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Ling-Lunch 9/15 - Aya Meltzer-Asscher

Speaker: Aya Meltzer-Asscher (Northwestern University)
Title: Training verb argument structure production in agrammatic aphasia: Behavioral and neural recovery patterns
Time: Thursday, Sept. 15, 12:30-1:45p
Location: 32-D461

Many individuals with agrammatic aphasia have difficulty producing verbs. However, relatively little is known about the effects of treatment for this deficit, with most research in the area examining semantic or phonological cueing approaches, adopted from object naming treatments. Interestingly, although such treatments generally improve production of trained verbs, they result in little to no generalization to untrained verbs.

The current study examines the effects of treatment focused on argument mapping in sentence contexts. Based on previous studies showing a complexity effect in treatment, three-argument verbs were trained, and generalization to two- and one-argument verbs was tested, in both action naming and sentence production. In addition, the study addressed the neural substrates of treatment effects using functional magnetic resonance imaging (fMRI) during verb naming pre- and post-treatment.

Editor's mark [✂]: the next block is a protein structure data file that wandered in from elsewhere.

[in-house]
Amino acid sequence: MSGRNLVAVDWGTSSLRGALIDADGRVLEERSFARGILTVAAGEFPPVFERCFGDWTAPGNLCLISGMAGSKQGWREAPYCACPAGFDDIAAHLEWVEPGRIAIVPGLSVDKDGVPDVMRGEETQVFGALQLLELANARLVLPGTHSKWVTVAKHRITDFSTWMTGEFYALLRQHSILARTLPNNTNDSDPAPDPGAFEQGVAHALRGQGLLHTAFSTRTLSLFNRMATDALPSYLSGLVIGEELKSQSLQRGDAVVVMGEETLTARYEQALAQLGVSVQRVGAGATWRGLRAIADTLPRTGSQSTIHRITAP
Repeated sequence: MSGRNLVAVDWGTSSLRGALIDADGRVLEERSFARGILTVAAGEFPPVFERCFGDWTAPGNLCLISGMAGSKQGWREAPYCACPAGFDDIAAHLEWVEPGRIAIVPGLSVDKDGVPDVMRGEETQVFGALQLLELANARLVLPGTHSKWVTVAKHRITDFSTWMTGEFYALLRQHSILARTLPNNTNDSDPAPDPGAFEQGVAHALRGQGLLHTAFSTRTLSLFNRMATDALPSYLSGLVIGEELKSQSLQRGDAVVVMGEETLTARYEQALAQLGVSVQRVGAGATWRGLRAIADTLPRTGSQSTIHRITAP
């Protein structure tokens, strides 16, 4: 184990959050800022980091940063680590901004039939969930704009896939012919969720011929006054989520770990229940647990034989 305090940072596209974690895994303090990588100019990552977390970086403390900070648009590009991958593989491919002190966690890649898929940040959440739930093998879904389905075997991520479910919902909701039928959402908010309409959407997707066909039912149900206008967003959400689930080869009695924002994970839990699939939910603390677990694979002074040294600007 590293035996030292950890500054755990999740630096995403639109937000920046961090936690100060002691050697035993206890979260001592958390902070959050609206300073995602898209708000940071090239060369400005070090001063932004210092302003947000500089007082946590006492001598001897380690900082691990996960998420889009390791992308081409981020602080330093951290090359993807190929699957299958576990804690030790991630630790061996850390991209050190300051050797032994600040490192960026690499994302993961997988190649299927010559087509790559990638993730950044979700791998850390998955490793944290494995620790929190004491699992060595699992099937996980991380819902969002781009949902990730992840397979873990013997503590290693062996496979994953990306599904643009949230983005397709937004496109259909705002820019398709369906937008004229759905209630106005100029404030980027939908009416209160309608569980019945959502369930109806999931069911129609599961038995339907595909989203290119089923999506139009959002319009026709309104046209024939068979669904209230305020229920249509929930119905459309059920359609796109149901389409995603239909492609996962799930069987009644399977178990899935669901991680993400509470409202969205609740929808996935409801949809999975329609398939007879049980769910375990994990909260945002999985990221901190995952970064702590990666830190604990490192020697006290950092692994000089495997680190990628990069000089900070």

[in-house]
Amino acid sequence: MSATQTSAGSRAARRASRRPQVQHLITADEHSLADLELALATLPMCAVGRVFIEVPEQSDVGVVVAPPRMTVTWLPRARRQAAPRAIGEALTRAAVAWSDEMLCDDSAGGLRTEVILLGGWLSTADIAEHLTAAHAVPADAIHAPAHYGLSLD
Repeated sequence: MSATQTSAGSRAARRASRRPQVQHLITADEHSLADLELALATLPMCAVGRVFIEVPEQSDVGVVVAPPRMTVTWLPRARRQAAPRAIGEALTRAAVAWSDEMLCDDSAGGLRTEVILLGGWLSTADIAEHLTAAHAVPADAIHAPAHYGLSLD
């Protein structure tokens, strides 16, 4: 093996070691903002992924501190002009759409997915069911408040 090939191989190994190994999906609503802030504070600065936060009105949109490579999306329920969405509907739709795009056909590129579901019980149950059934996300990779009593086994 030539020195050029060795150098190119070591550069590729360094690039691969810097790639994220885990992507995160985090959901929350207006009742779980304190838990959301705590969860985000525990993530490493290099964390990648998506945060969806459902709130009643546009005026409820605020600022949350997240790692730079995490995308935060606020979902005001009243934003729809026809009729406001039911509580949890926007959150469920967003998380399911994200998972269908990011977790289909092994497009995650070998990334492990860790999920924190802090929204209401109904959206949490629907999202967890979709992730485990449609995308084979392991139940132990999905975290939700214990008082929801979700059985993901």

In the behavioral portion of the study, we found successful learning of three-argument verbs, as well as generalization to untrained verbs with simpler argument structures, in all participants who received treatment. Significant differences between treated and control participants were found in both constrained verb production and sentence production. Treated participants also showed improved verb production in spontaneous speech. As for the neural activation patterns associated with recovery, post- compared to pre-treatment fMRI scans revealed upregulation in cortical regions implicated for verb and argument structure processing in healthy controls.

We conclude that treatment for verb deficits incorporating thematic role mapping is effective for improving both verb and sentence production and results in recruitment of brain regions engaged for verb and argument structure processing in healthy individuals. Further, the finding that training verbs with complex argument structure results in generalization to verbs of lesser complexity reinforces the tenet that treatment of more complex language structures promotes generalization to less complex, linguistically related, structures (Thompson, Shapiro, Kiran, & Sobecks, 2003).

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